The side effects of agnus castus
Agnus castus goes by many names, including chaste tree berry, monk's pepper and vitex. It has been used for thousands of years as an herbal remedy for female problems and as a libido suppressant for males.
Homer mentions the plant as a symbol of chastity in "The Iliad," and monks traditionally chew on the berries to aid in their vow of celibacy.
Although it is an all-natural herbal treatment, vitex can have powerful side effects. Agnus castus is a potent plant-based source of sex hormones and can effectively raise progesterone levels in women and lower testosterone levels in men.
Agnus castus can reduce menopausal symptoms, especially hot flashes. It can help moderate heavy periods and lengthen short cycles and will clear up acne in both men and women. Doctors use chaste tree berry to treat endometriosis and to increase female fertility. Agnus castus also has an analgesic effect, relieving pain from muscle cramps and headache.
Male Side Effects
Agnus castus suppresses the male sex hormones and is a known anaphrodisiac, reducing sexual desire. Agnus castus prevents sperm production and can affect the testes, causing temporary or permanent male infertility. Animal studies have shown that agnus castus can atrophy the testicles.
The National Institute of Health has found that agnus castus can treat prostate cancer, and the herb also treats prostatitis, an inflammation of the prostate gland.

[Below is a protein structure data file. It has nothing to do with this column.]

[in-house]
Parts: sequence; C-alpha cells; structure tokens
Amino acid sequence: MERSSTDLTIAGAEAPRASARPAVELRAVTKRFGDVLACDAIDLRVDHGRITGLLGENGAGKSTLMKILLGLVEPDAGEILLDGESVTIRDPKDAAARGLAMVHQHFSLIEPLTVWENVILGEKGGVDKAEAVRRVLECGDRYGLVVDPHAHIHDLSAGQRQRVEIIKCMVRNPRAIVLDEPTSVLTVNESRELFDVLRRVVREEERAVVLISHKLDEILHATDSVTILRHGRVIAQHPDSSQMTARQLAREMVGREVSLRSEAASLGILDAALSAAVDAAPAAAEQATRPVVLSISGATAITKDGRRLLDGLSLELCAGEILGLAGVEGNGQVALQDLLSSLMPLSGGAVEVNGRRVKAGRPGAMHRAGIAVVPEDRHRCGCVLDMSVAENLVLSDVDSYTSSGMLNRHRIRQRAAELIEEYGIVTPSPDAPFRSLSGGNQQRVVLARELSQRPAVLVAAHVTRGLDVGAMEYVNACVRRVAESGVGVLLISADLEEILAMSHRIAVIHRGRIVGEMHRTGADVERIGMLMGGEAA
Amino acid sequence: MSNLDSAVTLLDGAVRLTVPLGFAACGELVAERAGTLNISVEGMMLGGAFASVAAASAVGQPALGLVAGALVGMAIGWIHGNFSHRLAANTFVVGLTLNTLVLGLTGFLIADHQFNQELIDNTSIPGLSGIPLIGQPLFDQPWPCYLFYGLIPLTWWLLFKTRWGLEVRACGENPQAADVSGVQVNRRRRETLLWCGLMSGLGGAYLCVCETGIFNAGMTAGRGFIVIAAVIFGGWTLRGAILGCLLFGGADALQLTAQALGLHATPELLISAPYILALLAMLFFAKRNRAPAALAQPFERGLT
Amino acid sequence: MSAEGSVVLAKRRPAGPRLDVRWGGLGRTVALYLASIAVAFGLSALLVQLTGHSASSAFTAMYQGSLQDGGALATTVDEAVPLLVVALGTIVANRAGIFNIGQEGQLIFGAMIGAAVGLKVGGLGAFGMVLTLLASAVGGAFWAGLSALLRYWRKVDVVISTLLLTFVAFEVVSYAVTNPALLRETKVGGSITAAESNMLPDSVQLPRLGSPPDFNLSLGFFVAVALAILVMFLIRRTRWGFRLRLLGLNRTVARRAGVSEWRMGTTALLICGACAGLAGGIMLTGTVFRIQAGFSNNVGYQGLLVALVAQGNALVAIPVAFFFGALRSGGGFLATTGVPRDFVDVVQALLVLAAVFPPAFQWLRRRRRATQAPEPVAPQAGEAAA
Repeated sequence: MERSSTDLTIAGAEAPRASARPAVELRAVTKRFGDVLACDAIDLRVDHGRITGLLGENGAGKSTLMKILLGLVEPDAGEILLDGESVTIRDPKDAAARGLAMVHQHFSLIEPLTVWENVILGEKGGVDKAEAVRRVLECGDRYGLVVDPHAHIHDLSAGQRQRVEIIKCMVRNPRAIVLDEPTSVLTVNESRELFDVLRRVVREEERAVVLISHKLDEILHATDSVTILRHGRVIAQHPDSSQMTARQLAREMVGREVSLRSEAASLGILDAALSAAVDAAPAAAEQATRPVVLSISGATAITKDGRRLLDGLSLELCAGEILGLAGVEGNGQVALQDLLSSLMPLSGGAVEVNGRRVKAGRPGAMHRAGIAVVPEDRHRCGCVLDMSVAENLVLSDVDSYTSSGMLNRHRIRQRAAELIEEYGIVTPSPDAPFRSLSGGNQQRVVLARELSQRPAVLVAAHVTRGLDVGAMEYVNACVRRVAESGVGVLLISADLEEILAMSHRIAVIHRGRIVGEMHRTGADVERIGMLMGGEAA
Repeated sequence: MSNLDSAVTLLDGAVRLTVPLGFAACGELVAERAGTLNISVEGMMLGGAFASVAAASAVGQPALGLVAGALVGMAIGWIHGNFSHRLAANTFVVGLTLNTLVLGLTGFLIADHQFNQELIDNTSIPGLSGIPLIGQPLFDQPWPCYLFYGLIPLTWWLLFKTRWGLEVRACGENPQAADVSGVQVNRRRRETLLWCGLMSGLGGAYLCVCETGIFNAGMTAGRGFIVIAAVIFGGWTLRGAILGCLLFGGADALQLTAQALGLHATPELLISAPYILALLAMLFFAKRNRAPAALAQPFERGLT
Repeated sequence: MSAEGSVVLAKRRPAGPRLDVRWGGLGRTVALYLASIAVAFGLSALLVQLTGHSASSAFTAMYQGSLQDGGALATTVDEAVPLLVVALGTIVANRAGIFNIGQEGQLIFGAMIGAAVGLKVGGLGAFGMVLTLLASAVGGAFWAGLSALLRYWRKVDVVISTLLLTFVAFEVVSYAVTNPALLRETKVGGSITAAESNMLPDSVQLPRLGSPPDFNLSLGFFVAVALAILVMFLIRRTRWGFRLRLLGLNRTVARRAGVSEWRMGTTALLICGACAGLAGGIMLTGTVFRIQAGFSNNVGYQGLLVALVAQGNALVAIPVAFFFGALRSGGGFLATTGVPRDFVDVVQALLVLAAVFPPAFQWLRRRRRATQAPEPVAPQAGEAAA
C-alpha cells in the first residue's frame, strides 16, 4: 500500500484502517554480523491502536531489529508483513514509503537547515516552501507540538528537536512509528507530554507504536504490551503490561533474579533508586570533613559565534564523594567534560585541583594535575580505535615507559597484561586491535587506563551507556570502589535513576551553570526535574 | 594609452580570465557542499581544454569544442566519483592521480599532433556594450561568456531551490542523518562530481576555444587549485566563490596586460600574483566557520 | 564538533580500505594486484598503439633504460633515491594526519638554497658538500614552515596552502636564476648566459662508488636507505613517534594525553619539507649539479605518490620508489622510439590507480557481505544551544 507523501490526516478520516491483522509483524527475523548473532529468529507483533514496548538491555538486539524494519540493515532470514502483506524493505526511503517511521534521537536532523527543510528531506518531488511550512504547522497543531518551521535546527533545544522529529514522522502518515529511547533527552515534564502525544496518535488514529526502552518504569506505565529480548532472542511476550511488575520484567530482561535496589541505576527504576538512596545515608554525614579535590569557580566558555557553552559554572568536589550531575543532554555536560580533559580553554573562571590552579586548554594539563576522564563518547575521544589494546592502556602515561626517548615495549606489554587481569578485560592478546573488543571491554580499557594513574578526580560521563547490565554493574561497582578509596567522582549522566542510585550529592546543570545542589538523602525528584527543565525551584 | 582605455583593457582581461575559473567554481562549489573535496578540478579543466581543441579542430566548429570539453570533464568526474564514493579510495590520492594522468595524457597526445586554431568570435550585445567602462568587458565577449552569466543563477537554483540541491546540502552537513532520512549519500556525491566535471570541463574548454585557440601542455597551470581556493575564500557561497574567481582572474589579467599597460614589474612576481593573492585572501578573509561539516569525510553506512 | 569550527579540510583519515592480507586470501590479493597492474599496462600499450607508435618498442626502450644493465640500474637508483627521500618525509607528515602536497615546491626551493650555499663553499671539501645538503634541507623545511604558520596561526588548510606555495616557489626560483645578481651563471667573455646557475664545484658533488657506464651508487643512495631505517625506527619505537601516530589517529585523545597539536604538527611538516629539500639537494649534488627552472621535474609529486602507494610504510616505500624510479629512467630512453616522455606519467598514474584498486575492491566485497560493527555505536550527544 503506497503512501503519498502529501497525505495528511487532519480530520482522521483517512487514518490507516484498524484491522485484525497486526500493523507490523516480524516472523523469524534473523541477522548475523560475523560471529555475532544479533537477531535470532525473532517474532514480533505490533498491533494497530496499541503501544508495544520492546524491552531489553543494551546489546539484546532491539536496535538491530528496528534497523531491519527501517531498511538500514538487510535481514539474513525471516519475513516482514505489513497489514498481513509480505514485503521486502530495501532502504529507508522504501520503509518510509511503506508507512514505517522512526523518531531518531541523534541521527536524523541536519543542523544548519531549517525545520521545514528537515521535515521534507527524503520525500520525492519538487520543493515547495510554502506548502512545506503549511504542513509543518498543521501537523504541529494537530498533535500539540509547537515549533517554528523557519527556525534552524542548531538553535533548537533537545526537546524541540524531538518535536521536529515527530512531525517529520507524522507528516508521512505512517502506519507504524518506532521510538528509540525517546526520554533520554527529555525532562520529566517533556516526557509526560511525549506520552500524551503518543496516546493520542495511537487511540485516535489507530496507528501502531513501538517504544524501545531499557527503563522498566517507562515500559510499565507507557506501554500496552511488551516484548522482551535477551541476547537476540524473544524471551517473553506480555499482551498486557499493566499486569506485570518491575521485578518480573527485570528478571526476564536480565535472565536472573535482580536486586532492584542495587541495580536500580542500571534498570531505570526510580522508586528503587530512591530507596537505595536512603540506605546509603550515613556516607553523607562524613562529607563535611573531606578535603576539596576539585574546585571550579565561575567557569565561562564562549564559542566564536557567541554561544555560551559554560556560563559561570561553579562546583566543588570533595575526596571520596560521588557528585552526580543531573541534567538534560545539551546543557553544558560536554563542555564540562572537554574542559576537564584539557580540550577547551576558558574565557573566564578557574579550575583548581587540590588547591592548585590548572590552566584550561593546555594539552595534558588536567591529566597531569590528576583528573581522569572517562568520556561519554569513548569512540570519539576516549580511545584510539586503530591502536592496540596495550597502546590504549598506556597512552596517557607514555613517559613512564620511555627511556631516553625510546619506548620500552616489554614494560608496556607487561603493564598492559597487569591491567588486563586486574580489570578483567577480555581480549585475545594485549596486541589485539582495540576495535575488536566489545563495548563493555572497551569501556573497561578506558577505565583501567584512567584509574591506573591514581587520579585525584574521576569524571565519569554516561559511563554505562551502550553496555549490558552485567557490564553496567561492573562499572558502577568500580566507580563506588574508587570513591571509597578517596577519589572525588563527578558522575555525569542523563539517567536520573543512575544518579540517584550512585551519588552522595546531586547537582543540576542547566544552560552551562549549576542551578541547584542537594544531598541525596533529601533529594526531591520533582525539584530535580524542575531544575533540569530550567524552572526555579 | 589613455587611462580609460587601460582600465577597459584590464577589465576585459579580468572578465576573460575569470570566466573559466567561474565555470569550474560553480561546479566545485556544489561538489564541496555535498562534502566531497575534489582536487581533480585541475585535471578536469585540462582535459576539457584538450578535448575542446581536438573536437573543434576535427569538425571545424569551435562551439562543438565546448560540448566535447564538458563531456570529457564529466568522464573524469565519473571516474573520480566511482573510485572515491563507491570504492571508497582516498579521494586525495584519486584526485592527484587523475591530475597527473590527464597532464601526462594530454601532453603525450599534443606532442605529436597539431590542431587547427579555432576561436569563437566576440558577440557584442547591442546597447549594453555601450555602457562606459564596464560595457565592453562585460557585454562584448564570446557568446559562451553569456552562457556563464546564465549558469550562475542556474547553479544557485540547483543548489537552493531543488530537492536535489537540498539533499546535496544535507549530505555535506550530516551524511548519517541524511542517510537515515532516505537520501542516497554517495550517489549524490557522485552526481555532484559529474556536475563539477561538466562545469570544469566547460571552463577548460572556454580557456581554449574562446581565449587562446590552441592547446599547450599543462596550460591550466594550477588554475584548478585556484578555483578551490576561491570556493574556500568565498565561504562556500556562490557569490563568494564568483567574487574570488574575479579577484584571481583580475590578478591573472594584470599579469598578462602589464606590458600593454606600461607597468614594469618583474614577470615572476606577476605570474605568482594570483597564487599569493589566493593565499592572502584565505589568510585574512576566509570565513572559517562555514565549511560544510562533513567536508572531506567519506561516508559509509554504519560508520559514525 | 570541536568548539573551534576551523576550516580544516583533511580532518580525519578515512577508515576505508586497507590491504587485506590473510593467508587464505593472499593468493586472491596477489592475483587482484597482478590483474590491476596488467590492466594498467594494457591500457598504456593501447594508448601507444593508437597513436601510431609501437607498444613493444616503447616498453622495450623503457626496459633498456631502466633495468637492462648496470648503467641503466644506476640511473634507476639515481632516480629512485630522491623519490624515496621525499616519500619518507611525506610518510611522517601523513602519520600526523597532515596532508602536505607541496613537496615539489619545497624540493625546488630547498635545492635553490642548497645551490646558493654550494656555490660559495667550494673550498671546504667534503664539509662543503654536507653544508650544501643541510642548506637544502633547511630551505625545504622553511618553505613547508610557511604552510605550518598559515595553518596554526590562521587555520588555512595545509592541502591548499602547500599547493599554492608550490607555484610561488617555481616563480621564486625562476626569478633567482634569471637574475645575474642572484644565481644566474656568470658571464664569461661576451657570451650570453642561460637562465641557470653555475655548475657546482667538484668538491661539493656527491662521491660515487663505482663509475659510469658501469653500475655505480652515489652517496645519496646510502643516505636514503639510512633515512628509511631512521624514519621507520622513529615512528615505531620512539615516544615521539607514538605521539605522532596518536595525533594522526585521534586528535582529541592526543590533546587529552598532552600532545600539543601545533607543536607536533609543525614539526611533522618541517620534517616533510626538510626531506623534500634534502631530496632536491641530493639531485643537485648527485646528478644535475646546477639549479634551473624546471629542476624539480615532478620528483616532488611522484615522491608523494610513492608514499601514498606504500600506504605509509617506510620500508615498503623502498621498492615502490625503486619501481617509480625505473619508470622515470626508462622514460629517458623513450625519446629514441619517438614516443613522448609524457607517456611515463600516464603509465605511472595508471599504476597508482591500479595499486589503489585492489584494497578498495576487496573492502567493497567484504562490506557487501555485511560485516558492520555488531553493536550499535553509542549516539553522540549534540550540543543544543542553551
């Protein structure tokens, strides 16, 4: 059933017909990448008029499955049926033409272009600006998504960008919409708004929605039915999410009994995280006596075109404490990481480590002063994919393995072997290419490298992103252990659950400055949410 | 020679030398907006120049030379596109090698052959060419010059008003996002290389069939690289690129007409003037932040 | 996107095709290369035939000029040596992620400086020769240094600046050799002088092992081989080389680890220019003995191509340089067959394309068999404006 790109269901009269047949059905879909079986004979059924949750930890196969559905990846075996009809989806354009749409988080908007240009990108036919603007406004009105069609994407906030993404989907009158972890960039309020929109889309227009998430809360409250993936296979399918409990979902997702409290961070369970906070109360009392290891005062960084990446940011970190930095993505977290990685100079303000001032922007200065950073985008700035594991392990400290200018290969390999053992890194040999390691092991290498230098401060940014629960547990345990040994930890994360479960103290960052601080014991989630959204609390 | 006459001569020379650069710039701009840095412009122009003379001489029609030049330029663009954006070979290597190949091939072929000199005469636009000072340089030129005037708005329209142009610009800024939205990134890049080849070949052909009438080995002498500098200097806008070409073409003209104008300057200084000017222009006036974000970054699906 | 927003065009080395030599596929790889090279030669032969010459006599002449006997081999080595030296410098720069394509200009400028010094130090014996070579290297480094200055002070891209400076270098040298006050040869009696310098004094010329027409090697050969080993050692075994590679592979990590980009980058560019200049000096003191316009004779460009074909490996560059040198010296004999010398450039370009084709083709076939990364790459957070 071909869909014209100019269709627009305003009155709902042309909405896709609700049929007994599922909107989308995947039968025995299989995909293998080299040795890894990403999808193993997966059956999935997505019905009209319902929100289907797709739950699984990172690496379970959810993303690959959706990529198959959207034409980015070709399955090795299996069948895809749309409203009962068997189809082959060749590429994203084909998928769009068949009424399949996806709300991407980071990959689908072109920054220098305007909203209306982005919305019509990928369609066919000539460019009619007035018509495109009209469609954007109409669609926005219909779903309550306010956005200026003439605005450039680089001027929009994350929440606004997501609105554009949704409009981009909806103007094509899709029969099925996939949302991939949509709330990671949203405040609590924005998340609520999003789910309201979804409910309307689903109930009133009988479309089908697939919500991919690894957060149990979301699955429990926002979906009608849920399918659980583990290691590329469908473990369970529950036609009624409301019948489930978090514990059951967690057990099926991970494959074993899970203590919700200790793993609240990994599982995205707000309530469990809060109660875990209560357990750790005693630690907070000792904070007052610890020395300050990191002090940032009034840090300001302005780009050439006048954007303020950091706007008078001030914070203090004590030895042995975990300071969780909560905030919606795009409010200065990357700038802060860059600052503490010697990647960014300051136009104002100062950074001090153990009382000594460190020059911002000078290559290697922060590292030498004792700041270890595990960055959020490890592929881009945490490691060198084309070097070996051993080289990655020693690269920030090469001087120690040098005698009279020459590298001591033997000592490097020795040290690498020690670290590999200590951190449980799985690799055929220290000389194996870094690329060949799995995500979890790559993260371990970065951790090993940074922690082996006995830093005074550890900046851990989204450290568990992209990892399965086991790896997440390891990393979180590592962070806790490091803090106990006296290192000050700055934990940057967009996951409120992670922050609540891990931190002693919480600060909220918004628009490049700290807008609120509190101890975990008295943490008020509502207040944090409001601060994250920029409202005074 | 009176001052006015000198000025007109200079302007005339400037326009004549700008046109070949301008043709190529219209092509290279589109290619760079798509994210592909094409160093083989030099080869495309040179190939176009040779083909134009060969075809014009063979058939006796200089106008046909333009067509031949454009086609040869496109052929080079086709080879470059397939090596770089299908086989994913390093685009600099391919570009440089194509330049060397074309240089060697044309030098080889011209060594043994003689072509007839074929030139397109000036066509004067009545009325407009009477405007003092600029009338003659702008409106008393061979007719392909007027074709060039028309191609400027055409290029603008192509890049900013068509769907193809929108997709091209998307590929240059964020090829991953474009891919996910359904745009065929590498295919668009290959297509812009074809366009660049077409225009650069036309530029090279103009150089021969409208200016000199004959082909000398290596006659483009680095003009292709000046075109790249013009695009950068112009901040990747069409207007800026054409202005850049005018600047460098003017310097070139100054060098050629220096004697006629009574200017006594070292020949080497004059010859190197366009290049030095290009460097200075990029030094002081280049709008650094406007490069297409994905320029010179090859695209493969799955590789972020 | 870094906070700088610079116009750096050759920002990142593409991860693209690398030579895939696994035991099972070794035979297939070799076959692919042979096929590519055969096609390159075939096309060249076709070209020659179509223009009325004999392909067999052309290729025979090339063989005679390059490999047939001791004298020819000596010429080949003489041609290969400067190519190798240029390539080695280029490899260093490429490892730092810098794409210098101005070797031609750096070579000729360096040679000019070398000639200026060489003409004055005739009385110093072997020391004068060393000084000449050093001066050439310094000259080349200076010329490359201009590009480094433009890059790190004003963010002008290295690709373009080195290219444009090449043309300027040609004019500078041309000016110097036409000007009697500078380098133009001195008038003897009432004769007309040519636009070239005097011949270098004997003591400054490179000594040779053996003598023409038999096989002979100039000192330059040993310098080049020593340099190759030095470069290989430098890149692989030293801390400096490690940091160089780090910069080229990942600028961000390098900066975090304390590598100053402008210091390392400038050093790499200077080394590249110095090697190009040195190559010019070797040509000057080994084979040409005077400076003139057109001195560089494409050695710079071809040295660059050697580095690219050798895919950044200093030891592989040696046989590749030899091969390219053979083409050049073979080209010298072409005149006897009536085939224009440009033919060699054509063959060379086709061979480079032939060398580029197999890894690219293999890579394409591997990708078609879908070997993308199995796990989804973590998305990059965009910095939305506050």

Female Side Effects
Agnus castus can cause longer and heavier periods. It also can increase fertility, including causing the ovaries to release more than one egg. This effect can cause twins or other multiple births. Agnus castus can affect hormonal medications, including birth control pills and oestrogen replacement therapy.
Agnus castus is often used in an attempt to increase milk supply, but it actually reduces prolactin, the breastfeeding hormone needed for milk production. It may be excreted in breastmilk and could have a hormonal effect on babies who drink affected milk.
Other Side Effects
Agnus castus can interfere with certain medications, including L-dopa, used to treat Parkinson's disease; haloperidol (Haldol); and Zyban. Because agnus castus is taken internally, it can cause stomach upset. Skin problems such as crawling or itching sensations have also been reported by women and it may cause skin rashes. Some people may have an allergic reaction to agnus castus.
Pregnant and nursing mothers should not use agnus castus. Women with hormone-sensitive cancers, including breast cancer and cervical cancer, should avoid the herb. Women with iron deficiencies (anaemia) and men trying to become fathers should also avoid agnus castus.